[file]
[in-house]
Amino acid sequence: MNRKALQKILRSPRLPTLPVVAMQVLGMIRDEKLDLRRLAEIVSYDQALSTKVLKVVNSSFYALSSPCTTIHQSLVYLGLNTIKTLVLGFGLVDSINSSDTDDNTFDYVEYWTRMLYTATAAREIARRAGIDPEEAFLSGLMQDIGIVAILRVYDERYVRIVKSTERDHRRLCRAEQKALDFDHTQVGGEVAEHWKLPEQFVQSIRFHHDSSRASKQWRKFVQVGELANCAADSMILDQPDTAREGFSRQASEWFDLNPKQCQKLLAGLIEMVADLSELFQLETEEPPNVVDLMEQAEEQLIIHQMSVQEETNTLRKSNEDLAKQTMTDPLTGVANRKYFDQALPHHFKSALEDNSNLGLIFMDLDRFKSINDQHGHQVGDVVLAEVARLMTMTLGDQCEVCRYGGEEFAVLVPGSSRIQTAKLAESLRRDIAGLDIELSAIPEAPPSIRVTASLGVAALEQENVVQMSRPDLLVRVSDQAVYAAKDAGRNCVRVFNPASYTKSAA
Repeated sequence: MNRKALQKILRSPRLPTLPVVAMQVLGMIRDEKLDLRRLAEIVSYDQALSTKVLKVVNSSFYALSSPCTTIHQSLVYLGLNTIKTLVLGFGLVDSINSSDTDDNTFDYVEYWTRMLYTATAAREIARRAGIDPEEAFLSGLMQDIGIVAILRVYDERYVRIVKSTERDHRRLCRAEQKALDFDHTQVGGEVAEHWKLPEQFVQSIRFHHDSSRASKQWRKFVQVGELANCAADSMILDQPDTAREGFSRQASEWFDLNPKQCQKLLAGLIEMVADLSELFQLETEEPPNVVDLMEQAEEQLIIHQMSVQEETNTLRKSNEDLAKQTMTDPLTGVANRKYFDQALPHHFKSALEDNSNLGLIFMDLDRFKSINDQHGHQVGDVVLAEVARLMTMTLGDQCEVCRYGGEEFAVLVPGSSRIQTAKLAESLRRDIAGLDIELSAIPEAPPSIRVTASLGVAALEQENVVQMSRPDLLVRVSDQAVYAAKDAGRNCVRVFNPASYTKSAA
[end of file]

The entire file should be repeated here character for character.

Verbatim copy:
[in-house]
Amino acid sequence: MNRKALQKILRSPRLPTLPVVAMQVLGMIRDEKLDLRRLAEIVSYDQALSTKVLKVVNSSFYALSSPCTTIHQSLVYLGLNTIKTLVLGFGLVDSINSSDTDDNTFDYVEYWTRMLYTATAAREIARRAGIDPEEAFLSGLMQDIGIVAILRVYDERYVRIVKSTERDHRRLCRAEQKALDFDHTQVGGEVAEHWKLPEQFVQSIRFHHDSSRASKQWRKFVQVGELANCAADSMILDQPDTAREGFSRQASEWFDLNPKQCQKLLAGLIEMVADLSELFQLETEEPPNVVDLMEQAEEQLIIHQMSVQEETNTLRKSNEDLAKQTMTDPLTGVANRKYFDQALPHHFKSALEDNSNLGLIFMDLDRFKSINDQHGHQVGDVVLAEVARLMTMTLGDQCEVCRYGGEEFAVLVPGSSRIQTAKLAESLRRDIAGLDIELSAIPEAPPSIRVTASLGVAALEQENVVQMSRPDLLVRVSDQAVYAAKDAGRNCVRVFNPASYTKSAA
Repeated sequence: MNRKALQKILRSPRLPTLPVVAMQVLGMIRDEKLDLRRLAEIVSYDQALSTKVLKVVNSSFYALSSPCTTIHQSLVYLGLNTIKTLVLGFGLVDSINSSDTDDNTFDYVEYWTRMLYTATAAREIARRAGIDPEEAFLSGLMQDIGIVAILRVYDERYVRIVKSTERDHRRLCRAEQKALDFDHTQVGGEVAEHWKLPEQFVQSIRFHHDSSRASKQWRKFVQVGELANCAADSMILDQPDTAREGFSRQASEWFDLNPKQCQKLLAGLIEMVADLSELFQLETEEPPNVVDLMEQAEEQLIIHQMSVQEETNTLRKSNEDLAKQTMTDPLTGVANRKYFDQALPHHFKSALEDNSNLGLIFMDLDRFKSINDQHGHQVGDVVLAEVARLMTMTLGDQCEVCRYGGEEFAVLVPGSSRIQTAKLAESLRRDIAGLDIELSAIPEAPPSIRVTASLGVAALEQENVVQMSRPDLLVRVSDQAVYAAKDAGRNCVRVFNPASYTKSAA